Georgian President Salome Zourabichvili announced late on June 22 that she pardoned Nika Gvaramia, a prominent pro-opposition journalist imprisoned on charges widely believed to be politically motivated.
The move follows long-running local and international advocacy for the release of the founder of the fiercely anti-government TV station Mtavari Arkhi, who has spent more than a year in jail. And the decision is expected to improve Georgia's chances of becoming an EU candidate country on its second try later this year.
The president said she made the decision after the Supreme Court on June 19 refused to consider an appeal and upheld Gvaramia's sentence, thus "exhausting all legal steps" that could have brought about his release.
"I am not going to give any explanation for this decision as it is my discretional right," the president said, reiterating her earlier remarks that she would not allow her decision to be influenced by pressure from any side.
Gvaramia, one of the most prominent anti-government voices in Georgia, had held various offices under the previous authorities, in power from 2004 to 2012. He was jailed in May last year just as Georgia was awaiting Brussels' decision on its bid for EU candidate status.
The first-instance court sentenced him then to three and a half years in prison on abuse of power charges. The journalist was convicted for striking a commercial deal to get an expensive car for the company only to use it for personal purposes in 2019 when he was managing another station, Rustavi 2 TV. He was also found guilty and fined for inflicting financial losses on the same channel in 2015 by lowering ad prices (as per Georgian law, the fine was waived as he faced more severe punishment).
Gvaramia co-founded Mtavari Artkhi after the previously pro-opposition Rustavi 2 TV changed ownership following a lengthy and dramatic legal saga. While he was known as one of the most outspoken and controversial figures in Georgia's heavily polarized media environment, his charges were widely seen - including by many of his own critics - as being trumped up.
Georgia's Western allies repeatedly expressed repeated concern over his jailing and applied mounting pressure for his release.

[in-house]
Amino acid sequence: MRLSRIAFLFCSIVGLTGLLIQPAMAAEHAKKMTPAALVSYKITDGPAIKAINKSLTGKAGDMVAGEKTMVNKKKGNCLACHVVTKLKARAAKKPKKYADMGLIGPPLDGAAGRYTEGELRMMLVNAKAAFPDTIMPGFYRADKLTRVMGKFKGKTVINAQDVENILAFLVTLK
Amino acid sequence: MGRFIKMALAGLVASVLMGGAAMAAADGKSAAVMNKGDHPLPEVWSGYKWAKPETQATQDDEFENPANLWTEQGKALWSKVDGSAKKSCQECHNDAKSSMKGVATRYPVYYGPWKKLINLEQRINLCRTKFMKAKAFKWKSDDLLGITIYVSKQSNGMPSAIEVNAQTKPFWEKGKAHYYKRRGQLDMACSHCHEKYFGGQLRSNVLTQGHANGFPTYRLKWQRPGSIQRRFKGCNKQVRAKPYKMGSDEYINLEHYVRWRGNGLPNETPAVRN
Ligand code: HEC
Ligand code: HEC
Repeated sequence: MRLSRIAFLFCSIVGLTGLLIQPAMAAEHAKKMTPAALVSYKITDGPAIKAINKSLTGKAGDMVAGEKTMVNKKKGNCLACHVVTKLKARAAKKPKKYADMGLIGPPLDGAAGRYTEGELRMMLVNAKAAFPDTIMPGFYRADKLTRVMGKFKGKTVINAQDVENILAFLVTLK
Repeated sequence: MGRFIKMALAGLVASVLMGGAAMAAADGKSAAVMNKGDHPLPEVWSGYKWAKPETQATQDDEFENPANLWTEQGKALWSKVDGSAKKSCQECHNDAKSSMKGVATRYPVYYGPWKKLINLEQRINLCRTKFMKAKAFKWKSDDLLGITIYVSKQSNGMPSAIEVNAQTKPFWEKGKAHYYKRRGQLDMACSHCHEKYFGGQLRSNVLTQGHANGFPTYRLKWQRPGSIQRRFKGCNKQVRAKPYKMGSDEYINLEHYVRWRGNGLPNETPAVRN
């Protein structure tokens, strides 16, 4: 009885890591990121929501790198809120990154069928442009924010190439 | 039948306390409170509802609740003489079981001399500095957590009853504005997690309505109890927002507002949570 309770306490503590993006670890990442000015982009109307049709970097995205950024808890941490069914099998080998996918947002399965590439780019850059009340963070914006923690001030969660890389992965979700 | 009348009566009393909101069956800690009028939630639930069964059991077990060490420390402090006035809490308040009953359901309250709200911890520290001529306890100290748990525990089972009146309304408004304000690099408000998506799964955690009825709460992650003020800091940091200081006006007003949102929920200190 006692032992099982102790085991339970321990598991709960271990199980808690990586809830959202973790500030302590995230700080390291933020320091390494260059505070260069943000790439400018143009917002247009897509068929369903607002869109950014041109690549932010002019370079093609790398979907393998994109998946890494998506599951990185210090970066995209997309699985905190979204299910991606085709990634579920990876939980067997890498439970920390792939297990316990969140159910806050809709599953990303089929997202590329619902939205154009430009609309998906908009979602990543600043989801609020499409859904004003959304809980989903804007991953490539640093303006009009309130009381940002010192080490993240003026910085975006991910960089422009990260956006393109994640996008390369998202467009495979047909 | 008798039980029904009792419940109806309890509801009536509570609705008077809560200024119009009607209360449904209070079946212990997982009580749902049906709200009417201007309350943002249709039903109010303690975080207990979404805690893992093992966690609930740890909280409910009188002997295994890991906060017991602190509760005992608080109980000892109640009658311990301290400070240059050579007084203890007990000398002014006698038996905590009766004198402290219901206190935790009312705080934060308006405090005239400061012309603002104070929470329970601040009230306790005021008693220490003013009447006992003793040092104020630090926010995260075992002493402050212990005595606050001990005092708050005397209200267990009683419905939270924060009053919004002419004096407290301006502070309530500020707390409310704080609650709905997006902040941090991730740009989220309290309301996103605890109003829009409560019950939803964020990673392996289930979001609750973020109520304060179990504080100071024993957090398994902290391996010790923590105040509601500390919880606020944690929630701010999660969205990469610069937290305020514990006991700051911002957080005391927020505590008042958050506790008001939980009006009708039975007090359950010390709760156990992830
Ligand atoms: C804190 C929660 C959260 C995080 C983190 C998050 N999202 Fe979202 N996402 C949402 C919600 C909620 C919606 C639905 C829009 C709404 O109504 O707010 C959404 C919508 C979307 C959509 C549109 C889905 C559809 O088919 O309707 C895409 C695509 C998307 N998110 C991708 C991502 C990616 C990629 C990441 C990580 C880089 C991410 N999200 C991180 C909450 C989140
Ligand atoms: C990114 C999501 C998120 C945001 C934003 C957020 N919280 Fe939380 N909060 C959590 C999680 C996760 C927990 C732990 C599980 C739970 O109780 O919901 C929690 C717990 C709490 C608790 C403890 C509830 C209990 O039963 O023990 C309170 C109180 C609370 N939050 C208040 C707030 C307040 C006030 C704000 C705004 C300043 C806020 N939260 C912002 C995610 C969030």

Gvaramia left the prison a few hours after the president's announcement.
"To tell you the truth, I did not expect to be released," he told reporters as he was leaving the prison facility in the town of Rustavi. Zourabichvili "definitely did not do it for me, she did it for her own country, whose president she is. I think this indeed adds to her integrity."
Gvaramia also used the occasion to apologize for various offensive remarks he made about Zourabichvili during his journalistic career. Those remarks were widely circulated by pro-government media after the president's announcement.
He also called on the president to also pardon his close friend and ally, jailed ex-President Mikheil Saakashvili. Prior to going to jail himself, Gvaramia served as one of Saakashvili's lawyers. But while keeping Gvaramia's prospects open over the past few months, Zourabichvili has been categorical in ruling out pardoning the ex-president.
Gvaramia's sentence had been widely seen as a hindrance to Georgia's chances to become an EU membership candidate. Last year, Tbilisi failed to get the status on the first attempt and was told to come back after addressing 12 reform priorities.
Only hours before Zourabichvili's announcement, the EU delivered an oral update on Georgia's progress.
According to Olivér Várhelyi, the EU's neighborhood and enlargement commissioner, three out of twelve priorities had been completely addressed, seven saw "some progress", and there was "limited progress" on one more priority. It was found that the country had achieved no progress at all in the area of "media pluralism and standards for criminal procedures against media owners."
Gvaramia's release will likely be considered as at least partially addressing that concern.
Charles Michel, the president of the European Council, welcomed Zourabichvili's decision, describing it as "an essential step towards depolarization in Georgia."
The decision also marks another in a series of attempts by a figurehead president to use her limited powers to boost Georgia's EU chances as its government pursues increasingly illiberal policies. Those attempts have boosted her popularity, including among her earlier critics.
The ruling Georgian Dream party leaders, who have long opposed the idea of Gvaramia's pardoning, attributed the president's decision to the outside pressure.
"We hoped that the president would withstand the pressure that was exerted on her to pardon him," Parliament Speaker Shalva Papuashvili told reporters on June 23. "I think that the fact that she did not name the motive for her decision ultimately also showed that this decision has no real motive."
Nini Gabritchidze is a Tbilisi-based journalist.